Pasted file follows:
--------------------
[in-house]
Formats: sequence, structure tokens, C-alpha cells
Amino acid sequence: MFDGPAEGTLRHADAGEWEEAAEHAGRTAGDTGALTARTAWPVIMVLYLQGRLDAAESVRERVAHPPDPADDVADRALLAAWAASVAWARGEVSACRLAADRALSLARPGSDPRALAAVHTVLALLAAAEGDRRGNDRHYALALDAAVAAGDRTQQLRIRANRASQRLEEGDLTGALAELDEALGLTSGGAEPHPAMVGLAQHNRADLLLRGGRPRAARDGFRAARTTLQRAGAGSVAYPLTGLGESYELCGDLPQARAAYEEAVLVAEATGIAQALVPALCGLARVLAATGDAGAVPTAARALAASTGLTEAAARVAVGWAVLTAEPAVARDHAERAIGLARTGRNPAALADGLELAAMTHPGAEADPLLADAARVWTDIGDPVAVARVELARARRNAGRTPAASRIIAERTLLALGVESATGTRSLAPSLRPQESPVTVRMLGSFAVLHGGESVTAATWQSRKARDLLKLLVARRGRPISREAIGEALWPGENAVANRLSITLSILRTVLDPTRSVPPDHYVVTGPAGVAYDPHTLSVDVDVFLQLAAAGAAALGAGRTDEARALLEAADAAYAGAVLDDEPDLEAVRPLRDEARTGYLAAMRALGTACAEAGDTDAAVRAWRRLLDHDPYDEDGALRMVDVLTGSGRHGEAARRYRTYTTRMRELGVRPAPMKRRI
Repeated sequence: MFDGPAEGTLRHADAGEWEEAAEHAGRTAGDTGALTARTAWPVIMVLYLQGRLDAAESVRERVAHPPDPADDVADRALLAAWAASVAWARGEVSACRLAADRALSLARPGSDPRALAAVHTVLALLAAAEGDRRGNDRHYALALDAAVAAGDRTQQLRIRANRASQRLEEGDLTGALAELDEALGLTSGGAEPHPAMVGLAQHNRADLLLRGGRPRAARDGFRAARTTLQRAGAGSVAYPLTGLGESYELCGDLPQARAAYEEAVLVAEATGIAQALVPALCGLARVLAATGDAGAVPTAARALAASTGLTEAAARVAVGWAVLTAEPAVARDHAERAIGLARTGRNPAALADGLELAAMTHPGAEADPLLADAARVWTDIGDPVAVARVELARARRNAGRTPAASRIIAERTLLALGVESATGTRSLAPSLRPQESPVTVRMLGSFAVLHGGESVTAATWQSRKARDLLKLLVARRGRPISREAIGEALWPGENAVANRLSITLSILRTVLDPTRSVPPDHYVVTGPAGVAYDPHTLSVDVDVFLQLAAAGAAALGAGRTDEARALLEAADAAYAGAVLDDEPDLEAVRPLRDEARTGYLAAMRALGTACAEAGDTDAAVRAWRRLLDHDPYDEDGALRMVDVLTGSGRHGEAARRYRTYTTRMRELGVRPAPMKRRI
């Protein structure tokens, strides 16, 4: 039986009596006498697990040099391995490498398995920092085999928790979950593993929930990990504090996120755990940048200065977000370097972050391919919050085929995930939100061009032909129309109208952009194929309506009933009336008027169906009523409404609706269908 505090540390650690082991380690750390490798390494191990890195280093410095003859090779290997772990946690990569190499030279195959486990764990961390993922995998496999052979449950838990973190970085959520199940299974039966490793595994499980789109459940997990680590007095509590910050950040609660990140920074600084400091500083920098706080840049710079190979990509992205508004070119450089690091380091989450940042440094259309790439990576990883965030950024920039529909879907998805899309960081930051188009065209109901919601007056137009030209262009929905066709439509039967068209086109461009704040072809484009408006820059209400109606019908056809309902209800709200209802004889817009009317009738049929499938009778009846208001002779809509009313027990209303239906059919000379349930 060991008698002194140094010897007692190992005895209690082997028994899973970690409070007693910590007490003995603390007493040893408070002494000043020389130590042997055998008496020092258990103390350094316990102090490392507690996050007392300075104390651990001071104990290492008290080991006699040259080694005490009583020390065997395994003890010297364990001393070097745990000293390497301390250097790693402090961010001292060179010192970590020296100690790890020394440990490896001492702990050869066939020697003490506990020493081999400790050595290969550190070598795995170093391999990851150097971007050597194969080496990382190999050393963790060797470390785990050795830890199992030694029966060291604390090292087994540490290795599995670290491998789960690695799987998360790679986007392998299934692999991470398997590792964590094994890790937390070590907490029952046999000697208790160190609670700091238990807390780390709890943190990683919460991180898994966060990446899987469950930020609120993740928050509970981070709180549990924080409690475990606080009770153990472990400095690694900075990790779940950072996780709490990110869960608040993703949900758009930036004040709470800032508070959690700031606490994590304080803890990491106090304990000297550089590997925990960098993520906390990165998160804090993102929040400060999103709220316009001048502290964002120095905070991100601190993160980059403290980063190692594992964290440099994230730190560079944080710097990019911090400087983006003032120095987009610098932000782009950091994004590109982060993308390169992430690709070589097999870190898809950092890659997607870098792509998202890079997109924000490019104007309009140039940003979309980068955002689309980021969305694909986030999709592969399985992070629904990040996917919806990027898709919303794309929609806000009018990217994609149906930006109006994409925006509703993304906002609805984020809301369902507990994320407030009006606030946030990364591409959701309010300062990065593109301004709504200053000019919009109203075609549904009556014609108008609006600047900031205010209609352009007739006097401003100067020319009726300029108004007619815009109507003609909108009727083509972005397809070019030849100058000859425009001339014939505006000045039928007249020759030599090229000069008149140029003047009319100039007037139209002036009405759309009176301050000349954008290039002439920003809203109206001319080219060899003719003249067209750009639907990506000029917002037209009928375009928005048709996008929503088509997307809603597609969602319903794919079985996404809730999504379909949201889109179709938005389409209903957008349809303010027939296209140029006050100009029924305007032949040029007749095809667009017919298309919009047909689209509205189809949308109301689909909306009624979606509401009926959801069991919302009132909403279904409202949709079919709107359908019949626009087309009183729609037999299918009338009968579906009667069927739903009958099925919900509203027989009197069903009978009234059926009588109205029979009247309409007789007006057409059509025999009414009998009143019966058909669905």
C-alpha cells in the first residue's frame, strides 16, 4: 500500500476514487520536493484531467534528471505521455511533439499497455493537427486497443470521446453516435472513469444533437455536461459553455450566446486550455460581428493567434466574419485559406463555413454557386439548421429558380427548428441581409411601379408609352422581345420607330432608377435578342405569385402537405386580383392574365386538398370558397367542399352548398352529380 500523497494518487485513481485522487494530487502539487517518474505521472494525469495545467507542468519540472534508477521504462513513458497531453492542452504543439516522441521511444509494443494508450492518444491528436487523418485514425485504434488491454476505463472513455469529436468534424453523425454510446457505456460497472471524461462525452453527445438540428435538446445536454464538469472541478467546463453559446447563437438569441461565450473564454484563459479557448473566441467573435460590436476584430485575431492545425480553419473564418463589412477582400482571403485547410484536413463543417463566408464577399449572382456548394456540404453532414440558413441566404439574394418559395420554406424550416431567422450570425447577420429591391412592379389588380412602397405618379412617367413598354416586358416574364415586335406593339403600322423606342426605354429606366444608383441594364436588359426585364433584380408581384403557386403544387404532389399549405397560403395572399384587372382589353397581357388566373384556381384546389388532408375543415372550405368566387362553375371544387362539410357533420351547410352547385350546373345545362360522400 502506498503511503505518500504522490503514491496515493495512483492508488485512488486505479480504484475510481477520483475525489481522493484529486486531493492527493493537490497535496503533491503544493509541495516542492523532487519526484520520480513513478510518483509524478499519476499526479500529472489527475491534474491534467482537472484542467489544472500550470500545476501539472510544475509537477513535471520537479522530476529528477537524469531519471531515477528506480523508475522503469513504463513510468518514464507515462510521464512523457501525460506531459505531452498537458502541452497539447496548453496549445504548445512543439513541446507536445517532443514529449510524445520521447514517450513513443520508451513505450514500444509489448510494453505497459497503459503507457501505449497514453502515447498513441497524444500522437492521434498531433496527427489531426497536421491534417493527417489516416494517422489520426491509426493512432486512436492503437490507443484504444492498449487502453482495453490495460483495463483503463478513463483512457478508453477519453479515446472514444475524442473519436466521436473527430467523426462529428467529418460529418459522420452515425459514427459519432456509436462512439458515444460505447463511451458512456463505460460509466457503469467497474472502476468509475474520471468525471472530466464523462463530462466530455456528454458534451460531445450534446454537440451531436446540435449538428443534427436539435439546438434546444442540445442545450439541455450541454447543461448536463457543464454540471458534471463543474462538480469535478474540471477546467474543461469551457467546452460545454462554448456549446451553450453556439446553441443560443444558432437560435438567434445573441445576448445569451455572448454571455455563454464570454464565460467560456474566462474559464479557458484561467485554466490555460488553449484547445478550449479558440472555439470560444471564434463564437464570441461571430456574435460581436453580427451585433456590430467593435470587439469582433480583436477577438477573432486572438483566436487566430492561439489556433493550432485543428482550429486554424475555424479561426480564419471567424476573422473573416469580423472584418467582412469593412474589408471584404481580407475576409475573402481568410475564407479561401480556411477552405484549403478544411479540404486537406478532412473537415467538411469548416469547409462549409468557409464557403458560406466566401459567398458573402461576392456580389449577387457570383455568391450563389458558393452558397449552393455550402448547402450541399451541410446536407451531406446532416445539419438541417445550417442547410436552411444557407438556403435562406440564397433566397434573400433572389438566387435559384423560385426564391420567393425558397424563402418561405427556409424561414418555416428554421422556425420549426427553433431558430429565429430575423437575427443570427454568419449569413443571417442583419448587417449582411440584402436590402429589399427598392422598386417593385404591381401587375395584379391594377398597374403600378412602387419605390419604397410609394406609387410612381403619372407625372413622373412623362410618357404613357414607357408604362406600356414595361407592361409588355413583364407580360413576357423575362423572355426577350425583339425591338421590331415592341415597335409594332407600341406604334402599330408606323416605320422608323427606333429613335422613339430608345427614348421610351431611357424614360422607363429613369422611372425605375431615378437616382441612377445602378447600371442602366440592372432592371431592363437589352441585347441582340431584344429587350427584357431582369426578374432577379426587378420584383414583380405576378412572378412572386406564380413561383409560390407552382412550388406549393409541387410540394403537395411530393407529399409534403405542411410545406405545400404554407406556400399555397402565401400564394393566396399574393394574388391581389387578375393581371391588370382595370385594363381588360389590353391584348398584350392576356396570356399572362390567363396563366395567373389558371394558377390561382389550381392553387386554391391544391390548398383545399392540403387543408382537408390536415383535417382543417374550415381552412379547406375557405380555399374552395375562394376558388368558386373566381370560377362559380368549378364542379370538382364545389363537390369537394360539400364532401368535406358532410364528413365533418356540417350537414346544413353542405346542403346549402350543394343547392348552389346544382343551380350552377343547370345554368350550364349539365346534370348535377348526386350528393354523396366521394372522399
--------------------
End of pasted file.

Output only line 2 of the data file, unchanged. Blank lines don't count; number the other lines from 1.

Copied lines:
Formats: sequence, structure tokens, C-alpha cells